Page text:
“It is snowing, and you know how I love it. Will you take me on a sleigh ride?” Amelia had pleaded. She wanted fresh air, tired from the bedrest of the past four months. They even joked about how they may not get another sleigh ride like this for a while after the baby came. Rather than disappoint her, he ordered the sleigh and horses brought around, and the two took a ride into the village and purchased trinkets for the baby. His wife wanted a little boy that looked like him, with dark brown hair and brown eyes. Evan wanted a girl, one that had rosy cheeks, blue eyes, and curly blonde hair like her mother. A son could come later, if that was what happened. He could cherish a house full of girls that all resembled their mother. His own mother was pushing for a son to carry on the family name, constantly reminding him of their duty to produce an heir.

Amelia would gently respond that she would do her best. His wife understood his mother, something he struggled to comprehend, yet was always grateful for. Memories clawed at him. The two of them had had the road to themselves that afternoon, laughing and kissing as they rode with the snow swirling around them. The clop-clop of the horses’ hooves rhythmically hitting the earth created a romantic, memorable moment. “This is the most wonderful day, Evan,” Amelia enthused, snuggling closer under the blanket. “Tell me again that you will be all right if this turns out to be a girl instead of a boy.” Evan lightly touched her pert red nose with his forefinger. “Yes, darling. I love this child, whatever it may be.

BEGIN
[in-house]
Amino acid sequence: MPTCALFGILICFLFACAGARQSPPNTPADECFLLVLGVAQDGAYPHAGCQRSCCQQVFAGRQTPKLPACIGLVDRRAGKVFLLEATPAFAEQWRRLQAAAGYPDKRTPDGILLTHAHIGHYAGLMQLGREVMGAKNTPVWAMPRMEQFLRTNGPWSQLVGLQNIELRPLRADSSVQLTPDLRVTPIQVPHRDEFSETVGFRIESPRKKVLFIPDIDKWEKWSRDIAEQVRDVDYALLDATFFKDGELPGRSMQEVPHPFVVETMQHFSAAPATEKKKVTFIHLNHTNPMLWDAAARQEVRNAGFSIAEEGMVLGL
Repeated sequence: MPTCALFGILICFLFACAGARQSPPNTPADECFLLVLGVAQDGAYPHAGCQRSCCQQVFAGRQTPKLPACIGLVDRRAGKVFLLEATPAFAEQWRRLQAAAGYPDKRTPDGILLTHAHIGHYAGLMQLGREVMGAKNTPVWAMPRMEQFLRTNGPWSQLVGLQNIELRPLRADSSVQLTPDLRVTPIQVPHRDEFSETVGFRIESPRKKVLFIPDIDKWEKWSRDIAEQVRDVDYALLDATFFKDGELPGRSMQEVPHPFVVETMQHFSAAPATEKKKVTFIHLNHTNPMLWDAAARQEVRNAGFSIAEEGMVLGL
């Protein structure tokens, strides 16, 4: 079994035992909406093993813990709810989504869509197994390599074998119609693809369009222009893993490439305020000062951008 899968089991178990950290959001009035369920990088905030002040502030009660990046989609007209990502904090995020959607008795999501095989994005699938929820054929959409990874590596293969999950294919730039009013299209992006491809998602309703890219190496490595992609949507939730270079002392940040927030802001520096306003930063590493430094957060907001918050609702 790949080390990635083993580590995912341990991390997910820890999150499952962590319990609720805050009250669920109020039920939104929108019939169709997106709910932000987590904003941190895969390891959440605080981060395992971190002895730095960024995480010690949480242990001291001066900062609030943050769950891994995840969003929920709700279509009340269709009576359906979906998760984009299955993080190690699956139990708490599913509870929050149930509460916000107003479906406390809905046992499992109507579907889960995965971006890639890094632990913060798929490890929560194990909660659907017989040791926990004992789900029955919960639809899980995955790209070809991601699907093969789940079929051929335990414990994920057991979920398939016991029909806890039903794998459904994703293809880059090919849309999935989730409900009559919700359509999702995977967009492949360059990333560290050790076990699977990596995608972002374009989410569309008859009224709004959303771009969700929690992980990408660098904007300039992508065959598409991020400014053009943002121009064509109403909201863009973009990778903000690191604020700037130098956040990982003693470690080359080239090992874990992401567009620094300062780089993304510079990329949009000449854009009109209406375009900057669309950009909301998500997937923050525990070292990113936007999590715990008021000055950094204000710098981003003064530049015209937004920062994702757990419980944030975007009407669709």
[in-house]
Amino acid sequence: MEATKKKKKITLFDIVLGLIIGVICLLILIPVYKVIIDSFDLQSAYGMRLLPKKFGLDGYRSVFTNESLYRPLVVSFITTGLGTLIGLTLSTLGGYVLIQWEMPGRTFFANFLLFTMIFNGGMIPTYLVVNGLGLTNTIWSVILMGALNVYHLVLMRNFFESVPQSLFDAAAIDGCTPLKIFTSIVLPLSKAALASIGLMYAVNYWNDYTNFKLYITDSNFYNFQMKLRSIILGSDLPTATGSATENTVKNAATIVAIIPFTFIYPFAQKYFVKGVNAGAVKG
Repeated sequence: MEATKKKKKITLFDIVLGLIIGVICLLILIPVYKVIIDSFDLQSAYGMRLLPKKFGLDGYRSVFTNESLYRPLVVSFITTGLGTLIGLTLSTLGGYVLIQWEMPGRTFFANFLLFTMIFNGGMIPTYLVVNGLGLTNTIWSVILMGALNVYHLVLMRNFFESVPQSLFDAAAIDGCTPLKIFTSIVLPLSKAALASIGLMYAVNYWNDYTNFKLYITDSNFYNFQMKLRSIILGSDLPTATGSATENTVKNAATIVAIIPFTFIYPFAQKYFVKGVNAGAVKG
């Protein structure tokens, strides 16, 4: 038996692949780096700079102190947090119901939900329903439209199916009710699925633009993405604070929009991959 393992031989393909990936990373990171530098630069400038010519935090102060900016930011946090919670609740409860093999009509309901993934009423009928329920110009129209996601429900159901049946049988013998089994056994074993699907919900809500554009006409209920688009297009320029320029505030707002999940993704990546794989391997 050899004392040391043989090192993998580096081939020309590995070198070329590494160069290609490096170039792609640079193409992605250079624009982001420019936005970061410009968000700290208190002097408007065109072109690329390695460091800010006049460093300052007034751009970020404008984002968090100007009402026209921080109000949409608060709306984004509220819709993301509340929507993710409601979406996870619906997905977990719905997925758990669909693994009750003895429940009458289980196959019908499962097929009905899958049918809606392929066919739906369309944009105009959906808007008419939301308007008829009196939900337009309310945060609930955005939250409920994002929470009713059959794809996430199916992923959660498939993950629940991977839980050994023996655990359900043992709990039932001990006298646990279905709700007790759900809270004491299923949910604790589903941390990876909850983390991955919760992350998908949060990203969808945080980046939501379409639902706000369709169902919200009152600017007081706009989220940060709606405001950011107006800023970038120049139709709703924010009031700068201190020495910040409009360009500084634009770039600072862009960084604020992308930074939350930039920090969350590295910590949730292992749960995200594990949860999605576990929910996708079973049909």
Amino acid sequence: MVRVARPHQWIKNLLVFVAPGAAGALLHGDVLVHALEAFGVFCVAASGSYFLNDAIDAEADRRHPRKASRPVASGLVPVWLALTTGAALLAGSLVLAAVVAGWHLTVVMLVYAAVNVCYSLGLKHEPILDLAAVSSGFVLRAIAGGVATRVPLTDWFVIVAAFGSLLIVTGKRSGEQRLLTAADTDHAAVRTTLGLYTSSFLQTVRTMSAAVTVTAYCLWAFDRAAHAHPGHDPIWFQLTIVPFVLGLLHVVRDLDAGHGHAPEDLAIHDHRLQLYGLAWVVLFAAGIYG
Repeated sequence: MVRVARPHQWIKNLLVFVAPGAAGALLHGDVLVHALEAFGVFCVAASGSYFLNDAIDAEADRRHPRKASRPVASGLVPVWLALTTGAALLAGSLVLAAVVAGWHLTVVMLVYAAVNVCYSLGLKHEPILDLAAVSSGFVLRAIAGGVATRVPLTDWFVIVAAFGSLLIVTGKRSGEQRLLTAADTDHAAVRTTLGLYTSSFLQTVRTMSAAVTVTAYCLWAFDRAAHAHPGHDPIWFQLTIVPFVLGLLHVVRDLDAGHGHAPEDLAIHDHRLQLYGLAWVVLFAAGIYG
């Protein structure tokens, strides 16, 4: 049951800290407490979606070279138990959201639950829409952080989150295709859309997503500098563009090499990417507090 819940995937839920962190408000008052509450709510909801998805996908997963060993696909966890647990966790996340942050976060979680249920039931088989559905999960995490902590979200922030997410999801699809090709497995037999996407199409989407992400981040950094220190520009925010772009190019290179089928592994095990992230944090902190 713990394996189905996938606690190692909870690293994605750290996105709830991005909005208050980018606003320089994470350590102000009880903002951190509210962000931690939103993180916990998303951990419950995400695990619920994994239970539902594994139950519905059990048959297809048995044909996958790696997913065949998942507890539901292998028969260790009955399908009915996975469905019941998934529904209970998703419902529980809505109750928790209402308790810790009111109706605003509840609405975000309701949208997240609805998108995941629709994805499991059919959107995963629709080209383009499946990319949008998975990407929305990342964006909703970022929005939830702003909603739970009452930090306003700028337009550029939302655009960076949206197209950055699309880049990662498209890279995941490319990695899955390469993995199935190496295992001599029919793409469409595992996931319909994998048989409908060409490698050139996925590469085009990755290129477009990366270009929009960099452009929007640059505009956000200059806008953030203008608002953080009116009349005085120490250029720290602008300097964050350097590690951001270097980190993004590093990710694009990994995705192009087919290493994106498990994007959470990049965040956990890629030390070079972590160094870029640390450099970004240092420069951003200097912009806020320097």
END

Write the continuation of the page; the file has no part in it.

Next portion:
I mean that.” He kissed her nose, basking in her smile. They spent the afternoon discussing names again, cuddling together under the thick cover as the driver took them on roads, some with perfectly shaped canopies covered in fluffy snow crystals. It had been a day full of beauty and only the hundredth time they had discussed names in a fortnight. They both liked the name Jason, after his father. However, she liked Edward, saying it was a potent name, and as his second name, it was her favored choice. They decided if it was a girl, the baby would take Amelia’s mother’s name. By the time they returned, he realized that they had still made no decision on the boy’s name, but it mattered not. They would meet the babe first. Stark quiet invaded his thoughts.

How long has Dr. Pembroke been up there? It is too quiet. Unable to wait another minute, Evan threw his drink into the fire and hurried from his office, taking the steps two at a time, praying. The thirsty wail of a baby caused him to stop and look up. There are no voices. He reached his wife’s room in a trice and flung open the door. Amelia’s lifeless body lay on sheets still pooled with blood. “My lord, she . ” Her maid’s tear-stained face saw him approaching, and she hurried away from the body to stand near the wall. “No!” he howled, moving Amelia’s hands to his shoulders and pulling her up to him as he cried into her damp blonde hair.